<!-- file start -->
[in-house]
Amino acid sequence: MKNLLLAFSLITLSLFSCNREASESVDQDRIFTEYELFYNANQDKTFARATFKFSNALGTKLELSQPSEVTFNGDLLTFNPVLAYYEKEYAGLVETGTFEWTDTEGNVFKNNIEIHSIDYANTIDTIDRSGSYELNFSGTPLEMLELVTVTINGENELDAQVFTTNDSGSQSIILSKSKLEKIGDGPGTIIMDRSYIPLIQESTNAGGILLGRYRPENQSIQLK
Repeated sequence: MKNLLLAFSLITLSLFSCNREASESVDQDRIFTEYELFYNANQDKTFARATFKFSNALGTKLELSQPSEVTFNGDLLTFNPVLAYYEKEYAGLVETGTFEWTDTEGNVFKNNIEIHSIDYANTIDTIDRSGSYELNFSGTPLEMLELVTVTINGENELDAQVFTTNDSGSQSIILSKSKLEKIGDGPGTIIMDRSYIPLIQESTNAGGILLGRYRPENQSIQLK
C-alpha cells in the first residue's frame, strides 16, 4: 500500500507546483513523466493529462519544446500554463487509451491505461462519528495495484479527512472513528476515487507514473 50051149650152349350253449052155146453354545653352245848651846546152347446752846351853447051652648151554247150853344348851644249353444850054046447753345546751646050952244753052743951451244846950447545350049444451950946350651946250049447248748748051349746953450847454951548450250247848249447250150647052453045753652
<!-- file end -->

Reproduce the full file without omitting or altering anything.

[in-house]
Amino acid sequence: MKNLLLAFSLITLSLFSCNREASESVDQDRIFTEYELFYNANQDKTFARATFKFSNALGTKLELSQPSEVTFNGDLLTFNPVLAYYEKEYAGLVETGTFEWTDTEGNVFKNNIEIHSIDYANTIDTIDRSGSYELNFSGTPLEMLELVTVTINGENELDAQVFTTNDSGSQSIILSKSKLEKIGDGPGTIIMDRSYIPLIQESTNAGGILLGRYRPENQSIQLK
Repeated sequence: MKNLLLAFSLITLSLFSCNREASESVDQDRIFTEYELFYNANQDKTFARATFKFSNALGTKLELSQPSEVTFNGDLLTFNPVLAYYEKEYAGLVETGTFEWTDTEGNVFKNNIEIHSIDYANTIDTIDRSGSYELNFSGTPLEMLELVTVTINGENELDAQVFTTNDSGSQSIILSKSKLEKIGDGPGTIIMDRSYIPLIQESTNAGGILLGRYRPENQSIQLK
C-alpha cells in the first residue's frame, strides 16, 4: 500500500507546483513523466493529462519544446500554463487509451491505461462519528495495484479527512472513528476515487507514473 50051149650152349350253449052155146453354545653352245848651846546152347446752846351853447051652648151554247150853344348851644249353444850054046447753345546751646050952244753052743951451244846950447545350049444451950946350651946250049447248748748051349746953450847454951548450250247848249447250150647052453045753652